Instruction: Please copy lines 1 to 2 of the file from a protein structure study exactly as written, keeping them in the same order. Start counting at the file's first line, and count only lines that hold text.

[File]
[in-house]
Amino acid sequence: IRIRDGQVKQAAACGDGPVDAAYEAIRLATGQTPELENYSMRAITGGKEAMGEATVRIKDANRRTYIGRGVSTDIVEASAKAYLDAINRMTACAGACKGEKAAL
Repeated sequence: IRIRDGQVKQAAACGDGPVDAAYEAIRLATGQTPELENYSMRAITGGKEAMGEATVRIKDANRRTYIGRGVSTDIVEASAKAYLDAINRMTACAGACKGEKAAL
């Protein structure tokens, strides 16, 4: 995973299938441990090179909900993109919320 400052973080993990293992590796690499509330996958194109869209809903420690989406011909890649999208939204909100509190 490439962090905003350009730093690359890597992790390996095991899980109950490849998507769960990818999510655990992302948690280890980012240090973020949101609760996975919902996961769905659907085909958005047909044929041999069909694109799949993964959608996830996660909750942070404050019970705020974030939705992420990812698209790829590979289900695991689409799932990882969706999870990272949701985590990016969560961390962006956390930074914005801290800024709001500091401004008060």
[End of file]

[in-house]
Amino acid sequence: IRIRDGQVKQAAACGDGPVDAAYEAIRLATGQTPELENYSMRAITGGKEAMGEATVRIKDANRRTYIGRGVSTDIVEASAKAYLDAINRMTACAGACKGEKAAL